Scientists found that the amygdala, a small structure in the temporal lobe of the brain, appears to be important to a rich and varied social life among adult humans. Their finding, published in the journal Nature Neuroscience, provides insight into how abnormalities in regions of the brain may affect social behavior in neurologic and psychiatric disorders. – Northeastern University
This makes sense in that conservatives are socially-aware in a broader context, and most concerned with the health of the whole of their broader social networks. Liberals are more specialized, and where the Conservatives are more concerned with the past results of certain stimuli, liberals are more invested in the process of anticipation (result not known) and decision-making (which comes before the result).
Here we encounter what seems to be a paradox: conservatives, who pay attention to emotions and cause/effect relationships in the world around them, are more social — because they are able to make hard social decisions and still be effective. Liberals, who specialize in “cause” without knowledge of “effect,” are less fearful, but as a subset of being generally oblivious to the consequences of their actions, probably because their socialization process is not based on making hard choices. It is based on making others happy in that cheerful way that if five of us are hanging out with Pete, and Pete failed out of college, it’s someone else’s fault — not Pete’s. This is both a charming emotional tendency of humans and why humans can be so dangerously self-delusional. We project ourselves into social situations, which then requires those situations judge us, and as a result, we must neuter judgment.
This in turn brings us back to the concept of fear. Liberals accuse conservatives of being primitive dinosaurs who cannot handle an “enlightened” modern time with its liberated sexuality, lack of social mores, missing values consensus and averaging mixture of cultures. The only reason, they surmise, is that conservatives are afraid of these new things — without reason — and that we should view conservatives as our retarded younger siblings, a primitive holdover from the time when we were cannibalistic humanids.
But let’s consider fear. In the right context, it is a good thing. If you do not fear the minefield and walk right in, you might have a religious moment where you survive despite unbearable odds, but more likely, you will soon be a medical emergency. If you do not fear bad consequences enough, you will not be vigilant against them. In fact, denying fear might deny learning, because learning comes from fearing a repetition of bad consequences since better consequences can be had.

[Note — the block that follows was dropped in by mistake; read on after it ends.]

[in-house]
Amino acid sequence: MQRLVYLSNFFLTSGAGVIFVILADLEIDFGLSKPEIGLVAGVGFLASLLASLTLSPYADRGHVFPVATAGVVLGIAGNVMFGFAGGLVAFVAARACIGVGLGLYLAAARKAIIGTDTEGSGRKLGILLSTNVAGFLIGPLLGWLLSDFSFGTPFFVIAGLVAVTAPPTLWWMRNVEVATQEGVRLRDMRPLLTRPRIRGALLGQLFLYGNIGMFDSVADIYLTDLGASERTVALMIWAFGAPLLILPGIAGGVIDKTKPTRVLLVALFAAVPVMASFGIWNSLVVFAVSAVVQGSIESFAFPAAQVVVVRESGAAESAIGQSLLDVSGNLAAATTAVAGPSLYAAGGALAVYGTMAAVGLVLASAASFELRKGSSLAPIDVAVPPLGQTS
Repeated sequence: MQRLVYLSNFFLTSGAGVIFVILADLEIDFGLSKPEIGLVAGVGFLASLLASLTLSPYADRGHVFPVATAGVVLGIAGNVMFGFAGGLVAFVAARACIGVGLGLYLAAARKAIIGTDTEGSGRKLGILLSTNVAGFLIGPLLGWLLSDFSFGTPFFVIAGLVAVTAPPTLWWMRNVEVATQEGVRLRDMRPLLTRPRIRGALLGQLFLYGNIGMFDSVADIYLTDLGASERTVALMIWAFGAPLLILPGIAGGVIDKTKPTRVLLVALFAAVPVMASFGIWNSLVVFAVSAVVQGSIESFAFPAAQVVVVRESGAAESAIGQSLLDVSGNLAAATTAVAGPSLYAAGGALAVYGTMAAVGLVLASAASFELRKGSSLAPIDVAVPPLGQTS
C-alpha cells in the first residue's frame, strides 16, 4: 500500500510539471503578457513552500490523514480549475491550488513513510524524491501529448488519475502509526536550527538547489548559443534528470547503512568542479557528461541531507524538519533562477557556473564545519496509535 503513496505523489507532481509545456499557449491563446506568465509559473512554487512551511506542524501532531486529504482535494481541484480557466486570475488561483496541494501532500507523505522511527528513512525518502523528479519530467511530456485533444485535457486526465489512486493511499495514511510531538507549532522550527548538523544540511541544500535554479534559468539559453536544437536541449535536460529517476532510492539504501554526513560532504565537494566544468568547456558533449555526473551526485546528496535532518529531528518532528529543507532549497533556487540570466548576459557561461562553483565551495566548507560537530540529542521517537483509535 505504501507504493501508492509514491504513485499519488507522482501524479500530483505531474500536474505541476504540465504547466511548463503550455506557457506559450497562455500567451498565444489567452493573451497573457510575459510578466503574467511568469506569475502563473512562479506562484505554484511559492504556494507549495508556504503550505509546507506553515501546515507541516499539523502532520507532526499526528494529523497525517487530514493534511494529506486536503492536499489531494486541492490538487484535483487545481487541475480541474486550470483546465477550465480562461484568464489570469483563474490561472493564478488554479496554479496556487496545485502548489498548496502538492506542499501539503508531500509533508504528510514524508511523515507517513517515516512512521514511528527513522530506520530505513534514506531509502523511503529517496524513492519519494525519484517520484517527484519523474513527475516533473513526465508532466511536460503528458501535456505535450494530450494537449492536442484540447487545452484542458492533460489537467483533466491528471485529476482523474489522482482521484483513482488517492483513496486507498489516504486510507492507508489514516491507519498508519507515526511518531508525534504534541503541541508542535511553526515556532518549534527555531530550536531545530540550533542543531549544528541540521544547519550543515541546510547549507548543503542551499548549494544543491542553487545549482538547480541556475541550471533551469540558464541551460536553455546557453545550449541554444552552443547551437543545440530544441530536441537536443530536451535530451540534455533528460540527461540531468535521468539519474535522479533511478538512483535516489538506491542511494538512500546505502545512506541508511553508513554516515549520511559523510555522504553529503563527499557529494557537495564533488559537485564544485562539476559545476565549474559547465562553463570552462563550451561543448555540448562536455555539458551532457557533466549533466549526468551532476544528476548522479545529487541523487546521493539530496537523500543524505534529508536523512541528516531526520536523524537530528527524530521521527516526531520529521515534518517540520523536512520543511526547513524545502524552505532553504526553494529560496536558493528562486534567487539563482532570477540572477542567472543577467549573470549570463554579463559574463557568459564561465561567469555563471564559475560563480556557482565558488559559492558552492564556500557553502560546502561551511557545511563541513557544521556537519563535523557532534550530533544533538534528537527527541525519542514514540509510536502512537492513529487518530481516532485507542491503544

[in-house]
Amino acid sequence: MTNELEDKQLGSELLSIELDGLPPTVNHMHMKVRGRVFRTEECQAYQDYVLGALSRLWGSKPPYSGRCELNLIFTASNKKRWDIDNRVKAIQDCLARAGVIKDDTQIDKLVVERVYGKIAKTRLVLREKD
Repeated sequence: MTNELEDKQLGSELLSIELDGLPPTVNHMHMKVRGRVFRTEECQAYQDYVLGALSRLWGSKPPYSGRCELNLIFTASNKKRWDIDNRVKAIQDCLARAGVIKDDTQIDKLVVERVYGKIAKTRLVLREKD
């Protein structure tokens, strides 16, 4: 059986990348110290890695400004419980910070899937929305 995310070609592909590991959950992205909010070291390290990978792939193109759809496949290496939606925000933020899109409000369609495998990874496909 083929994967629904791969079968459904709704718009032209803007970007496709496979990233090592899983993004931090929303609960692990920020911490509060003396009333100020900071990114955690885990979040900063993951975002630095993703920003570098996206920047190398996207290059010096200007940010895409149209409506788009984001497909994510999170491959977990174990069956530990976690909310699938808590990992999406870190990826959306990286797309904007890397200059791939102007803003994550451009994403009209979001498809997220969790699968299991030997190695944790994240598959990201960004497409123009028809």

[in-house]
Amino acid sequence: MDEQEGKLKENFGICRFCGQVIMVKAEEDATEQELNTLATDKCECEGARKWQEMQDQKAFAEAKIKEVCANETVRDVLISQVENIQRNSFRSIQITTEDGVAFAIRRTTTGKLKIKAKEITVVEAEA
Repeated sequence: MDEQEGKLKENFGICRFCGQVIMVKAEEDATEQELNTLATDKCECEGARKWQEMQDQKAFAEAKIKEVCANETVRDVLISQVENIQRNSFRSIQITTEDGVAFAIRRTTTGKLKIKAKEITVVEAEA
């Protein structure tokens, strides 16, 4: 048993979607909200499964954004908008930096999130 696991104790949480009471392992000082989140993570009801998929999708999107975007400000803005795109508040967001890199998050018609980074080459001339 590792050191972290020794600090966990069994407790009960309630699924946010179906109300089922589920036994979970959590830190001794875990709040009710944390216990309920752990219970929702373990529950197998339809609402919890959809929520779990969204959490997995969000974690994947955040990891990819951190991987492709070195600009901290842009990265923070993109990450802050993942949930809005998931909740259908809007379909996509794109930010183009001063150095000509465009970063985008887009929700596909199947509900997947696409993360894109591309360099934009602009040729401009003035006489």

But liberals as we know from the above research are not inclined toward consequences. They’re inclined toward anticipation, and compassion, but not detection of emotion. They do nothing after the event; in fact, their approach is entirely projection. To the liberal mentality, the question isn’t “how will this turn out?” but “how does this make me feel?” — primitive or not, this is delusional and leaves out an important self-control mechanism humans rely on.
Some years ago, I quit liberalism because it does not achieve its goals. No other reason: I preferred being liberal, because all but a handful of my friends were extreme liberals, and liberalism “felt” better. I thought about the possibility in human beings, how anyone could become a king, and how with the right type of policy we could bring out the best in people. I honestly believed that if it were not for oppressive colonialism, aristocracy, government/fascism, corporations and religions, everyone would live an enlightened and happy life and do the right thing.
In fact, what bothered me about liberals was that it was the first part of cause-effect only. We looked at what effects we might like, and what causes might create them; we didn’t look at what similar causes had done in the past. The antihistorical leanings of liberals struck me as far worse than religious fundamentalists in denial of evolution; heck, with their emphasis on equality of ability and outcome as a means to political equality, liberals were in fact the biggest deniers of Darwin that I knew. Even further, when we did consider cause-effect pairs, such that we could say that every effect had a clear cause, and the when these repeated, we could count on them as being consistent like gravity, liberals like myself shut down. We couldn’t handle the historical record. We were so biased in favor of the equal individual, and thus so invested in the concept of our victimhood and the existence of fascist oppressors, that we took on a religious mindset that caused us to deny anything that smacked of the anti-liberal. But in the meantime, I was noticing that the things we did like were usually done for someone else, but according to our standards. Our charity was designed to make us feel good, more than help others. We’d just tell them how equal they were, hand them a textbook and hope they “worked hard” for the future.